When we reached town we found a gift store where we could browse and window shop. We met some lovely women there, taking the time to chat, share stories, and marvel at the myriad of Christmas ornaments on display. I love the fact that we were not rushed in any way. Leaving this shoppe we headed for the realtor’s office so I could sign papers and get key access to the vacation home.

For lunch we chose Knotbumper, a homey restaurant located in town for over 20 years, one to which I’d never been despite all the summers I spent in this area. A wood-burning stove with a glowing belly graced the main dining room, providing atmosphere and charm. As we sat there, we noticed a marked influx in customers, undoubtedly including those who had gotten a late start up the mountain and were now just arriving to enjoy a hearty meal. From the eclectic menu I chose a lunch called Coyote Flats, consisting of a chile relleno casserole, a tasty navy bean soup and some refried beans and a tortilla.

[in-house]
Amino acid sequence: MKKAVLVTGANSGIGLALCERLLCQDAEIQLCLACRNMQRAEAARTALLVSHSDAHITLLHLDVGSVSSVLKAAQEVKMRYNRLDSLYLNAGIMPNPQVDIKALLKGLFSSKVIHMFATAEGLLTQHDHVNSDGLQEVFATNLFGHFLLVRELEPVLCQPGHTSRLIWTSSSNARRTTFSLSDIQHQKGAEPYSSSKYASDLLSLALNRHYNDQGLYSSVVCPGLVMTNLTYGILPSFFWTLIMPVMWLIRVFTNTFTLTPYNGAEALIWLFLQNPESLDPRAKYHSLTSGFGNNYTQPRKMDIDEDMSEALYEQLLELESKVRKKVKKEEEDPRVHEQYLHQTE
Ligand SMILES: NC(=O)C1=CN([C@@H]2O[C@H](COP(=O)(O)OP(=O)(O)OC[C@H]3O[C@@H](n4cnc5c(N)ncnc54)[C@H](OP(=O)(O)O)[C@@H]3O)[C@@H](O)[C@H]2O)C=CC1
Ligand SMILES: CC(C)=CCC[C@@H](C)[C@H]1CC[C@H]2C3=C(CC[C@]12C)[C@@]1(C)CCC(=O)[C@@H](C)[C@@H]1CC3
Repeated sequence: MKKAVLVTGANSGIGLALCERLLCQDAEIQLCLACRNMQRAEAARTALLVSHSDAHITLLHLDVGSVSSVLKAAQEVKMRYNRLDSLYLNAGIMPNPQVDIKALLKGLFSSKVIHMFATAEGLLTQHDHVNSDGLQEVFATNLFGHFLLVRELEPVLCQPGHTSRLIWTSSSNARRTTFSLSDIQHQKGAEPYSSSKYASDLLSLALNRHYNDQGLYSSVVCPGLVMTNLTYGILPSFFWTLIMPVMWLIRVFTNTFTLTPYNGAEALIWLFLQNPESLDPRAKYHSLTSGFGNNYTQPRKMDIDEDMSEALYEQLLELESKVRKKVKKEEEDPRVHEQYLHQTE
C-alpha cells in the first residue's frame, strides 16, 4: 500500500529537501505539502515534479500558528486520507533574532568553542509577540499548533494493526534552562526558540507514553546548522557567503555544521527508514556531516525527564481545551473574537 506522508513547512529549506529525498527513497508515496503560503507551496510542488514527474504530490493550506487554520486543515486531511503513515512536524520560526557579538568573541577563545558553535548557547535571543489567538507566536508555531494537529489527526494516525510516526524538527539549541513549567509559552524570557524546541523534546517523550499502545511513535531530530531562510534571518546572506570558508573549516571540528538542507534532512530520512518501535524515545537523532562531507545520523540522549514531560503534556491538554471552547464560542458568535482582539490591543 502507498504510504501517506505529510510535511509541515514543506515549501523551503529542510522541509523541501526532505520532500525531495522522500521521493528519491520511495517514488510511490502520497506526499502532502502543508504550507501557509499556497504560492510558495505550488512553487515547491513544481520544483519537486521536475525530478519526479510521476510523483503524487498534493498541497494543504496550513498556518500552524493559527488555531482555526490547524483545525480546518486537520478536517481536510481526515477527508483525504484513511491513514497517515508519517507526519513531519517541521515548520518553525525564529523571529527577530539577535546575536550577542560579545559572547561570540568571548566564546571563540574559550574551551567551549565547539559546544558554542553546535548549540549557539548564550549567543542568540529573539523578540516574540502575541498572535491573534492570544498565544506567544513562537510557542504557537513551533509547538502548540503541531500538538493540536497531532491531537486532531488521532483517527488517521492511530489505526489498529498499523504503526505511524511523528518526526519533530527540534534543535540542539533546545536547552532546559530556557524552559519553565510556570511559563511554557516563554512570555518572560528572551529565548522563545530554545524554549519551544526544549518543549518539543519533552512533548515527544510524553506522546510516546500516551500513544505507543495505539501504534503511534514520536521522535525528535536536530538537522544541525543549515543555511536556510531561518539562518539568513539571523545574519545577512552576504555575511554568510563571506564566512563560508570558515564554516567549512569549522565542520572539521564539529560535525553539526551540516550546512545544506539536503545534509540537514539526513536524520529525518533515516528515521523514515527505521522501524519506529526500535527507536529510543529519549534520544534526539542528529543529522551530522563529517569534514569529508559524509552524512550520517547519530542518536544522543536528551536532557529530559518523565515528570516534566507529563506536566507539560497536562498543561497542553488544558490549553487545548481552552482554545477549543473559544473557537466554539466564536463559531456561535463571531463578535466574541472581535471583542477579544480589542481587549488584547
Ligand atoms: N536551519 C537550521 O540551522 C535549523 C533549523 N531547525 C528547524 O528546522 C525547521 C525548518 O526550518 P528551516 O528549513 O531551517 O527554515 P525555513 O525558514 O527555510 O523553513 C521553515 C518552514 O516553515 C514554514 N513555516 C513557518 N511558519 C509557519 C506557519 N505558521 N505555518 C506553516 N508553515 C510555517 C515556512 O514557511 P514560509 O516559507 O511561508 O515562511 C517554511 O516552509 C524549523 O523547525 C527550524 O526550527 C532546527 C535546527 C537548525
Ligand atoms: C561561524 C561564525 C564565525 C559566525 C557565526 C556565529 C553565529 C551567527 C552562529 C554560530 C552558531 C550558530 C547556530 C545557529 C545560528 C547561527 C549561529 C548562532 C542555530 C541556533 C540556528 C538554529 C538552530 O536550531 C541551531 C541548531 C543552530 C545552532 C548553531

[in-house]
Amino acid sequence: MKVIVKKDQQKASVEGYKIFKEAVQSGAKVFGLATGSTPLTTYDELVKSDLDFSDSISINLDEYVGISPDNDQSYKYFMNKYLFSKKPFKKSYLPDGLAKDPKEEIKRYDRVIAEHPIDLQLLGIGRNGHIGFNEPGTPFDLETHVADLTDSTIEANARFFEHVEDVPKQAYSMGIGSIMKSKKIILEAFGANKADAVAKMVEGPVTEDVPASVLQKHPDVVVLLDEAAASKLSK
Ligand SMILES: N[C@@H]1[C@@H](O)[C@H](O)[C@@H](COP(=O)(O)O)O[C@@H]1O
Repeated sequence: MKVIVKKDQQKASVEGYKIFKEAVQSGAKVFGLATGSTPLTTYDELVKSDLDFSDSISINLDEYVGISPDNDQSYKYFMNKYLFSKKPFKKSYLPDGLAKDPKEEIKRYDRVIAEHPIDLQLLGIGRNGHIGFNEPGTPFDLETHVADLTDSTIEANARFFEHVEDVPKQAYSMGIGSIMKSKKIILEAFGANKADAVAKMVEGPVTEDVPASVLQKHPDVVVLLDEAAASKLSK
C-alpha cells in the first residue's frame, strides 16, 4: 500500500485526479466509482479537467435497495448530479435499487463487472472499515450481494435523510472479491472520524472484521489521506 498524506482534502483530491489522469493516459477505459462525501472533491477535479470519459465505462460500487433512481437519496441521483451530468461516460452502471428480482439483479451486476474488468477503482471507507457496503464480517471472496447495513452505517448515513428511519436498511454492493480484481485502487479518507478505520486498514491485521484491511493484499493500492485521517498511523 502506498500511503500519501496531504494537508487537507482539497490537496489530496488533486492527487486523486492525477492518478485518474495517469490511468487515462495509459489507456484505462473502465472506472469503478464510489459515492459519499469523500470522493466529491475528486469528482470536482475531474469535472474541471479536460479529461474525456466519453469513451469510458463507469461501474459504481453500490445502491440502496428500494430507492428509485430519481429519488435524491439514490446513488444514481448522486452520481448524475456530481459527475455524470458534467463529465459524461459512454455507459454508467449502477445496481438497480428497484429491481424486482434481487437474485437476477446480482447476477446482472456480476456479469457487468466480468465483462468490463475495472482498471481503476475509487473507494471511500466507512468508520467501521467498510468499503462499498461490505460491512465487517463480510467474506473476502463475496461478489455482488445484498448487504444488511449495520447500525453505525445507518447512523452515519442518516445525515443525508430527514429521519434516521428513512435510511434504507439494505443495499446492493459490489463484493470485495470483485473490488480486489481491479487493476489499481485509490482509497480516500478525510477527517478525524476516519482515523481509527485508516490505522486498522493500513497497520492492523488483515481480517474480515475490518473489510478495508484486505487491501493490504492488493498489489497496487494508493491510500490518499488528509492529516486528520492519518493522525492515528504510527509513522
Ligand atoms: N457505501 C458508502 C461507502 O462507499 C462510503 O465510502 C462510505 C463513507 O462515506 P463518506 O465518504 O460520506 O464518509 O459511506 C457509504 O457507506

It was the first meal I’ve finished in a long time.

Knotbumper Restaurant

Sample cuisine

We then ventured next door to a place called “Good Vibrations.” No, we didn’t see the Beach Boys. While we were minutes from a lake beach, we were five hours from any ocean. But we did find unique treasures that would make fabulous souvenirs. According to my friend, who lived in this area as a teen, the store’s building was once a restaurant, with an outdoor eating area overlooking a babbling brook. She remembered the history of many of these buildings in town, so she became a tour guide giving me a glimpse into the past.